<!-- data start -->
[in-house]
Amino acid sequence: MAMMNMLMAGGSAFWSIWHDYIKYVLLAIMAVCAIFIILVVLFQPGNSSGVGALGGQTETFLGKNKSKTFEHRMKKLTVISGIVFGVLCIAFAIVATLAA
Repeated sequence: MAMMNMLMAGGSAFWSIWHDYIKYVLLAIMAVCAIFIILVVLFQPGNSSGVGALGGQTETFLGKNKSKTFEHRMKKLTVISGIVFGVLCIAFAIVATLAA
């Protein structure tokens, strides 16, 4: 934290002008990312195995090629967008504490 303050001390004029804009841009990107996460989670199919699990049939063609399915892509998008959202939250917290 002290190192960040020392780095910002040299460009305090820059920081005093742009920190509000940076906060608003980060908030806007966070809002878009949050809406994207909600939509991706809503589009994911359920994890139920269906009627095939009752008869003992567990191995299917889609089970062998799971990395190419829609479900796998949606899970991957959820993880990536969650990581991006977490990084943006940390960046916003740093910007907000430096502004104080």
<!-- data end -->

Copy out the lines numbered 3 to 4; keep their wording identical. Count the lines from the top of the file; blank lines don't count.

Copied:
Repeated sequence: MAMMNMLMAGGSAFWSIWHDYIKYVLLAIMAVCAIFIILVVLFQPGNSSGVGALGGQTETFLGKNKSKTFEHRMKKLTVISGIVFGVLCIAFAIVATLAA
């Protein structure tokens, strides 16, 4: 934290002008990312195995090629967008504490 303050001390004029804009841009990107996460989670199919699990049939063609399915892509998008959202939250917290 002290190192960040020392780095910002040299460009305090820059920081005093742009920190509000940076906060608003980060908030806007966070809002878009949050809406994207909600939509991706809503589009994911359920994890139920269906009627095939009752008869003992567990191995299917889609089970062998799971990395190419829609479900796998949606899970991957959820993880990536969650990581991006977490990084943006940390960046916003740093910007907000430096502004104080």